JVC unveiled an extensive 2005 audio/video lineup here at CES but also looked farther into the future by demonstrating a new high-speed LCD display technology and a hybrid DVD/Blu-ray disc.
The non-recordable hybrid disc features three layers: dual DVD-layers topped by a 25GB high-definition Blu-ray layer for a total of 33.5GB capacity, said Karl Bearnarth, corporate strategy and marketing VP. JVC, which supports Blu-ray technology over the rival HD-DVD format, said the technology is intended to eliminate dual-inventory SKUs for prerecorded-video dealers.
JVC has asked the Blu-ray Disc Association to adopt the technology as an official Blu-ray spec and is working on a four-layer disc providing two Blu-ray layers and two DVD layers for a total of 58.5GB of storage capacity.
The high-speed LCD technology, which will be incorporated in JVC’s next-generation LCD TVs, will reduce motion noise to prevent fast-moving images from blurring, Bearnarth said. It is not certain whether the technology will be available in 2005 in JVC products, but the company’s intention is to include it “as soon as possible,” he said.
For the shorter term, the company expanded its direct-view LCD TV collection, scaled backed its plasma selection, and expanded its selection of HD-ILA rear-projection TVs. Executive VP Craig Geiger called the LCoS-based HD-ILA technology an “absolute success.” JVC has demonstrated that “it works, delivers stunning pictures, and can be reliably mass-produced,” he contended, even though other companies have dropped out of LCoS.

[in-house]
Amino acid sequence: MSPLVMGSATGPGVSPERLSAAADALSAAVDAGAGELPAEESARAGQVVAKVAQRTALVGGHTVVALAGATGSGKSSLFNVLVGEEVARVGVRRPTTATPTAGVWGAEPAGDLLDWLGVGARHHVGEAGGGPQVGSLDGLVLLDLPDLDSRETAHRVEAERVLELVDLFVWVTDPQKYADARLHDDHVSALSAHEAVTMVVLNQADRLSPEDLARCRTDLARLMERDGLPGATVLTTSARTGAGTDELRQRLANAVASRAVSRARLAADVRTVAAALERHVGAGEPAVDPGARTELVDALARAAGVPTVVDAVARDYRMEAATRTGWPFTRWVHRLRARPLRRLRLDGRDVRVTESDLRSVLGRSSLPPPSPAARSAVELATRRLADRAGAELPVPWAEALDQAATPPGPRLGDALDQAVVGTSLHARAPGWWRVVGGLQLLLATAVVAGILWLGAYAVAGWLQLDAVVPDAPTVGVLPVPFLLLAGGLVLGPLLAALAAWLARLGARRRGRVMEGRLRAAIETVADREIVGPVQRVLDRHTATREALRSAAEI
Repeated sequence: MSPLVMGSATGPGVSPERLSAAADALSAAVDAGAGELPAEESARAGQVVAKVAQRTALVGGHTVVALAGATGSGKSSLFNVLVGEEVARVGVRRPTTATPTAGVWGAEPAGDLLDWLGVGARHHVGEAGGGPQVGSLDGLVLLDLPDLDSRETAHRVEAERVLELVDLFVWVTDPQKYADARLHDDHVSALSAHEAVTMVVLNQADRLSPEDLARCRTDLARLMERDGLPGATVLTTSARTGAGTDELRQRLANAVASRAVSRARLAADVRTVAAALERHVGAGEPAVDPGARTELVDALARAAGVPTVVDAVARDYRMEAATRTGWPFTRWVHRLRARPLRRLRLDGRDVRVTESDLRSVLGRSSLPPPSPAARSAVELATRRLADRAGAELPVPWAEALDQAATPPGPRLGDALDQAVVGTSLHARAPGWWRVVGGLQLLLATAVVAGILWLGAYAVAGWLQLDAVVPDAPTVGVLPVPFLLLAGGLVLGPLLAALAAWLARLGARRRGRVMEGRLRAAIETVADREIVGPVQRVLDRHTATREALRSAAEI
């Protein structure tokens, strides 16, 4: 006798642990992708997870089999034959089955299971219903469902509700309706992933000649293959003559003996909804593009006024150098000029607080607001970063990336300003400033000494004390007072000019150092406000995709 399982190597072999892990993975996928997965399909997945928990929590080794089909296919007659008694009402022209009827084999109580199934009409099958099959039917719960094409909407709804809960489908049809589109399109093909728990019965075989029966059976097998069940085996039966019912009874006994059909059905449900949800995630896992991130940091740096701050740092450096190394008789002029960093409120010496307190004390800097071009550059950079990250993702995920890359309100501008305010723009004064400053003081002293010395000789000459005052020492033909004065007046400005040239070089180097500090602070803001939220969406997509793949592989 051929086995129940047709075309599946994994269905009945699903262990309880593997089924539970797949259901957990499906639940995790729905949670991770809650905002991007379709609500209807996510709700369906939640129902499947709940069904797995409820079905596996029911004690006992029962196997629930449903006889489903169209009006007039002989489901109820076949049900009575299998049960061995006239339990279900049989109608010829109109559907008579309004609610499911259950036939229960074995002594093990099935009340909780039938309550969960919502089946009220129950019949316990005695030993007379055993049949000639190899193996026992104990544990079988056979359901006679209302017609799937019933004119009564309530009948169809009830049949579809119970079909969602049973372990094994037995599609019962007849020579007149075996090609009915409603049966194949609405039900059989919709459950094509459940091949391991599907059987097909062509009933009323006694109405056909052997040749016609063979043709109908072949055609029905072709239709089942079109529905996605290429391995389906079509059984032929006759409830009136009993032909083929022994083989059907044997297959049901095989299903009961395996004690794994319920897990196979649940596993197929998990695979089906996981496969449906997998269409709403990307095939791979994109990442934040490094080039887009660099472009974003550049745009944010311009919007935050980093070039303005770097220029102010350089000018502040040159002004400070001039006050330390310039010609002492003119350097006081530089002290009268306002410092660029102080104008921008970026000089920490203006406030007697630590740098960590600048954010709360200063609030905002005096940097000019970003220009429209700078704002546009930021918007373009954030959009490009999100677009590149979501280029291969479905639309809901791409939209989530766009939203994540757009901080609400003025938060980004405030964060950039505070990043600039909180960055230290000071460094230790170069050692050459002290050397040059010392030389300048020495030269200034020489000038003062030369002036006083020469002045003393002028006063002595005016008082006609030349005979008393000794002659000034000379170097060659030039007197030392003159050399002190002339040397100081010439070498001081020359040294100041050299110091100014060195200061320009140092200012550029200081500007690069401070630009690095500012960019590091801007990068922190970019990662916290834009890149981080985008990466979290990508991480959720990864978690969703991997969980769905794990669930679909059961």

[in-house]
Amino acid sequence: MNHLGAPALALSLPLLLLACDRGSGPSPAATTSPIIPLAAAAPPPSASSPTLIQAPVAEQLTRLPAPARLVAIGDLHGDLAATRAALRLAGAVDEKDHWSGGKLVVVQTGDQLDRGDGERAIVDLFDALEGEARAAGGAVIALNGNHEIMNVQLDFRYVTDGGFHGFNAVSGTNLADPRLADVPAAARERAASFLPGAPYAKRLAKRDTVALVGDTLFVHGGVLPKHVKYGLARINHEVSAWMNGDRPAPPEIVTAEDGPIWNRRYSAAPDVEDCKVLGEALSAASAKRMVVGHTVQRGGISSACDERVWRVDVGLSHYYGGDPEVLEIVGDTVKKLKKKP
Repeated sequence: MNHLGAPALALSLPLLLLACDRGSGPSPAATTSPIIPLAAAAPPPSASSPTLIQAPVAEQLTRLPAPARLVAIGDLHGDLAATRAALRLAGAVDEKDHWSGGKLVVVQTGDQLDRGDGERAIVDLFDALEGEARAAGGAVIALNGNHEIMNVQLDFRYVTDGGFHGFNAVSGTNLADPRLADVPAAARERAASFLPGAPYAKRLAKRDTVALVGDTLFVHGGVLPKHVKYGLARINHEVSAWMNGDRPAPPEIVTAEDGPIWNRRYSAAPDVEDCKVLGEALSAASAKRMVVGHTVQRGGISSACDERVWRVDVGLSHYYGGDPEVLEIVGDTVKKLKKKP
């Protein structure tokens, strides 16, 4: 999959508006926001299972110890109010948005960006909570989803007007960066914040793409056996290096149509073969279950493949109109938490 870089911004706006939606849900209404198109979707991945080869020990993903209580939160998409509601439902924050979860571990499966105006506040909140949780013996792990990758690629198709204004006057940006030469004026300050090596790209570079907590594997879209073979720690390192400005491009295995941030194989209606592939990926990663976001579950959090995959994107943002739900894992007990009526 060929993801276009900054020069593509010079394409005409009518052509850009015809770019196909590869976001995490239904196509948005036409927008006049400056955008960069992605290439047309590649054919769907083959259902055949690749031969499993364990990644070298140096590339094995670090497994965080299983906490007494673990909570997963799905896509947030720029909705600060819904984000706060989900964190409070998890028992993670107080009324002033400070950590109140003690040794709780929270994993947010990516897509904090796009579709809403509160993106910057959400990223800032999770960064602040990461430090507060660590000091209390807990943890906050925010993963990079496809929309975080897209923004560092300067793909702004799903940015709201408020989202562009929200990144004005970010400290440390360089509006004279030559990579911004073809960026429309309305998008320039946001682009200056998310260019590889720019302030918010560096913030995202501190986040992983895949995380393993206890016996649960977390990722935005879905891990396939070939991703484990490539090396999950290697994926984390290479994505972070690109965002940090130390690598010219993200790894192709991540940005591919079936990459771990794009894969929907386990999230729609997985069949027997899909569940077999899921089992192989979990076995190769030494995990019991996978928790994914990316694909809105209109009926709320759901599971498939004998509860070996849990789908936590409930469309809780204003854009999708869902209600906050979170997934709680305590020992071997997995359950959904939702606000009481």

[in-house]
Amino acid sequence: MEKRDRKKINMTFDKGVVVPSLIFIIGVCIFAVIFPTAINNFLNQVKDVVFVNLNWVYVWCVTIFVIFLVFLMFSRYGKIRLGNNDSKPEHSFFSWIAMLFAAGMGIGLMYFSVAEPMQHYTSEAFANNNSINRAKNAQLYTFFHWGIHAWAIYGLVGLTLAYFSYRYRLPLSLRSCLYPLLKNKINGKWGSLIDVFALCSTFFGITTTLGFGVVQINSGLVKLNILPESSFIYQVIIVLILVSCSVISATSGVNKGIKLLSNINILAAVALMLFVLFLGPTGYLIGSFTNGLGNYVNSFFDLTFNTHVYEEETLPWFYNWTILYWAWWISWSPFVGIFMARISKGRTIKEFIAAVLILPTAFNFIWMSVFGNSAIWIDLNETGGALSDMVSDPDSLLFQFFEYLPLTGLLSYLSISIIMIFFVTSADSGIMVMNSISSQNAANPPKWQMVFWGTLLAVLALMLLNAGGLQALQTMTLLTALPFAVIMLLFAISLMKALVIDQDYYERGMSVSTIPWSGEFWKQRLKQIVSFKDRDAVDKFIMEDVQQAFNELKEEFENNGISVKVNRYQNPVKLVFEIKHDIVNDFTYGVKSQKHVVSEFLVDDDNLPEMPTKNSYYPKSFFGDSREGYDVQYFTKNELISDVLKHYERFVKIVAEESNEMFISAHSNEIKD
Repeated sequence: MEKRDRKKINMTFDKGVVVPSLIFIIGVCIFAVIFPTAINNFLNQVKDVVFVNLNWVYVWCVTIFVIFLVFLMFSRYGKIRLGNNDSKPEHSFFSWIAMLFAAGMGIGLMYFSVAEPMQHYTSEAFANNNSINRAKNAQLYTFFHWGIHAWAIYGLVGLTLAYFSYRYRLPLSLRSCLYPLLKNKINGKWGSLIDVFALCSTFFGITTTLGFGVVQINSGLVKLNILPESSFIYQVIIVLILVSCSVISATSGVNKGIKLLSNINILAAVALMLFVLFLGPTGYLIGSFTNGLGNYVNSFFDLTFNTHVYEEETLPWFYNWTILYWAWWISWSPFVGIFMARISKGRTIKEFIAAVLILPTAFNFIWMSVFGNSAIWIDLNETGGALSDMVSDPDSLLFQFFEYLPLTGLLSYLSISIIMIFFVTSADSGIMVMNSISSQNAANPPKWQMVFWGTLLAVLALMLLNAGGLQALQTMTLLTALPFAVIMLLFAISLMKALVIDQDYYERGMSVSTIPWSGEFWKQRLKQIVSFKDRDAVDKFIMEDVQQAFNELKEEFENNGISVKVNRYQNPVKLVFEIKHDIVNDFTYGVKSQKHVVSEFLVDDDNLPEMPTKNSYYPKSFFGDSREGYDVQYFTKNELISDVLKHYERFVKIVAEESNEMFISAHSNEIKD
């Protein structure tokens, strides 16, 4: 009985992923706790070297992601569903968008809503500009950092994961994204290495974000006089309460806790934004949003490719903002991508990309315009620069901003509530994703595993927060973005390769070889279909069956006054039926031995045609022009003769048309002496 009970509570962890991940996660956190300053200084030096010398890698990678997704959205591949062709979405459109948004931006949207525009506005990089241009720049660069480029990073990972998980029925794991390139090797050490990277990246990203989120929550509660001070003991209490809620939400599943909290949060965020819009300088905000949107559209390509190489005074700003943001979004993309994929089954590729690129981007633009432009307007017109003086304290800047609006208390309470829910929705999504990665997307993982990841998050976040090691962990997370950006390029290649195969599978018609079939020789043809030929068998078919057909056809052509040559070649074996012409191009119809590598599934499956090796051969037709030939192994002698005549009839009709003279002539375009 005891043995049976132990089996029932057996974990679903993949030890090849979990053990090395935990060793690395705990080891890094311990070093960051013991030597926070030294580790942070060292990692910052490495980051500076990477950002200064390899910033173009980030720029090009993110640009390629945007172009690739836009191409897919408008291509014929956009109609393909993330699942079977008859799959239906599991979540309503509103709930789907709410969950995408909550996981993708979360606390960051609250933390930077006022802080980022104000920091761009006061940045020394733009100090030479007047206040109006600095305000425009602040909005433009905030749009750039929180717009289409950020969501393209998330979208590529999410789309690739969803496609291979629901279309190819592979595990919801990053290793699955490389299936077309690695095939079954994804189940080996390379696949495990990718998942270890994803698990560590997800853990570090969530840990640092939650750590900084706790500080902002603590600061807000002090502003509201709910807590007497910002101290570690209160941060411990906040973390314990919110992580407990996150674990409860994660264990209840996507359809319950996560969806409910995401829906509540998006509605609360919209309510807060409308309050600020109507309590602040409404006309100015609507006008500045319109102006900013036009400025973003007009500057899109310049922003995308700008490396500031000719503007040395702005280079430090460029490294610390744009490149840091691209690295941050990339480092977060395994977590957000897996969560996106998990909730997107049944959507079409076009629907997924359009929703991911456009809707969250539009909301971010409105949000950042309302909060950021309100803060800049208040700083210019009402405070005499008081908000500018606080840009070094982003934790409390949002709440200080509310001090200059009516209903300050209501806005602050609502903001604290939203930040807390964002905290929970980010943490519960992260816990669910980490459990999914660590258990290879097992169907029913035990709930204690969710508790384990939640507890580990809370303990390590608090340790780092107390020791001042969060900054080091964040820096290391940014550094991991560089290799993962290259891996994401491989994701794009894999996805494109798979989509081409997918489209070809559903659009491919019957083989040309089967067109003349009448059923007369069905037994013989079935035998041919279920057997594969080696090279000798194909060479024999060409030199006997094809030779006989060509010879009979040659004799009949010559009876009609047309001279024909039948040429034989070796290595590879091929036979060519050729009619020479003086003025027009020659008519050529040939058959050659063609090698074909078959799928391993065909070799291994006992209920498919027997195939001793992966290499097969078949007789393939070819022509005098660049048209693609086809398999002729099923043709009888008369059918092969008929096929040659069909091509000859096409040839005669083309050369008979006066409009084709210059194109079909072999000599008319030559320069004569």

Two of the HD-ILA models, with 61-inch and 70-inch screen sizes, are the company’s first with native 1,080p resolution. A 40-inch LCD TV also features 1080p.
In satellite radio, the company unveiled its first boombox docking station for a Sirius satellite plug-and-play tuner and expanded Sirius-ready capability to eight of 11 autosound head units, which will connect to a JVC-dedicated Sirius tuner.
In home audio, four new A/V receivers include JVC’s first two that up-convert all video inputs to an HDMI output. All four are the company’s first to incorporate USB connections to stream music from a PC, and two also use 2.4GHz wireless to stream music from a PC.
Likewise, two shelf systems incorporate USB connectivity for the first time, and a third streams music wireless from a PC.